Journal article

Genetic influences on the difference in variability of height, weight and body mass index between Caucasian and East Asian adolescent twins

Y-M Hur, J Kaprio, WG Iacono, DI Boomsma, M McGgue, K Silventoinen, NG Martin, M Luciano, PM Visscher, RJ Rose, M He, J Ando, S Ooki, K Nonaka, CCH Lin, HR Lajunen, BK Cornes, M Bartels, CEM van Beijsterveldt, SS Cherny Show all

INTERNATIONAL JOURNAL OF OBESITY | NATURE PUBLISHING GROUP | Published : 2008

Abstract

OBJECTIVE: Twin studies are useful for investigating the causes of trait variation between as well as within a population. The goals of the present study were two-fold: First, we aimed to compare the total phenotypic, genetic and environmental variances of height, weight and BMI between Caucasians and East Asians using twins. Secondly, we intended to estimate the extent to which genetic and environmental factors contribute to differences in variability of height, weight and BMI between Caucasians and East Asians. DESIGN: Height and weight data from 3735 Caucasian and 1584 East Asian twin pairs (age: 13-15 years) from Australia, China, Finland, Japan, the Netherlands, South Korea, Taiwan and ..

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University of Melbourne Researchers

Grants

Awarded by National Institute of Alcohol Abuse and Alcoholism


Awarded by Academy of Finland


Awarded by US National Institute of Health


Awarded by Australian twin data collection


Awarded by National Natural Science Foundation of China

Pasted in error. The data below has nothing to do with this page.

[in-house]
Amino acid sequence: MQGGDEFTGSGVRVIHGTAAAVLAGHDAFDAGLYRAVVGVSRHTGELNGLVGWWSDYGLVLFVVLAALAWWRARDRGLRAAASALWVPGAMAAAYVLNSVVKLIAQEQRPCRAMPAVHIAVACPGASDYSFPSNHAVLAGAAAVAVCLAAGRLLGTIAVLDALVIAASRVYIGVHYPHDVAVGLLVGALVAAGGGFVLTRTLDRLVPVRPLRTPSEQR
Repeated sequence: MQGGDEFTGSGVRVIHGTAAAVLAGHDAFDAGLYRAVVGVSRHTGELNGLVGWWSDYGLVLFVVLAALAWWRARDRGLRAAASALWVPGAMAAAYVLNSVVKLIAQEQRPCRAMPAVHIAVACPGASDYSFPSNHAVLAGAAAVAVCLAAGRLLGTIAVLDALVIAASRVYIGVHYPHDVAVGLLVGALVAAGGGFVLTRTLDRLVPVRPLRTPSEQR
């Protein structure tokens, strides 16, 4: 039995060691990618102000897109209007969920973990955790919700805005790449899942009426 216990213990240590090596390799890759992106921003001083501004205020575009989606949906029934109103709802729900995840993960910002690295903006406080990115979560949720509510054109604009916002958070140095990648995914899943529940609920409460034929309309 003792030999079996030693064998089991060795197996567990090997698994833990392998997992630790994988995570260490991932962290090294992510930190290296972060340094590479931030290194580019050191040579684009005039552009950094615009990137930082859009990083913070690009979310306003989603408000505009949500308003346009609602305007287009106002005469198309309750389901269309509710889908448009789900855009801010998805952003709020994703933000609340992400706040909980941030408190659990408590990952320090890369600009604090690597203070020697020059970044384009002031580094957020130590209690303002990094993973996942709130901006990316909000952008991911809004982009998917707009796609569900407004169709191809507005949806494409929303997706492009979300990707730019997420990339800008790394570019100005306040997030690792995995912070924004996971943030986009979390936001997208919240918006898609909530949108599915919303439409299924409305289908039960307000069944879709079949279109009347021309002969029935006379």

Awarded by New Century Excellent Talents in University, National Ministry of Education


Awarded by Guangzhou Science and Technology Development Fund


Awarded by NIMH


Awarded by NIH



Awarded by NATIONAL EYE INSTITUTE


Awarded by NATIONAL INSTITUTE OF MENTAL HEALTH


Awarded by NATIONAL INSTITUTE ON ALCOHOL ABUSE AND ALCOHOLISM


Awarded by NATIONAL INSTITUTE ON DRUG ABUSE


Funding Acknowledgements

The South Korean Twin Registry has been supported by the Pioneer Fund, New York. The Finnish Twin Study is a part of the Academy of Finland Centre of Excellence in Complex Disease Genetics. The Finnish Twin Studies have been supported by the National Institute of Alcohol Abuse and Alcoholism (Grants AA-12502, AA-00145 and AA-09203 to RJR) and the Academy of Finland (Grants 100499, and 205585 to JK). The Minnesota Twin Family Study has been supported by the US National Institute of Health Grants, DA13240, DA05147 and AA09367. The Netherlands Twin Registry has been supported by NWO/SPI 56-464-14192, NWO 480-04-004, NWO/VENI 451-04-034 and NWO/Bilateral Agreement 463-06-001. Australian twin data collection was funded by ARC Grants (A79600334, A79906588, A79801419, DP0212016, DP0343921). The Guangzhou Twin Eye Studies have been supported by National Natural Science Foundation of China 30772393, Program for New Century Excellent Talents in University, National Ministry of Education NCET06-0720, and Guangzhou Science and Technology Development Fund 2006Z3-E0061. Funding resource for the Japanese Twin Studies are Brain Science and Education Program (II), RISTEX, JST. In addition, we acknowledge NIMH Grant MH20030 awarded to Karen Mitchell (PI: Michael Neale) and NIH Grant EY-12562 awarded to Stacey Cherny.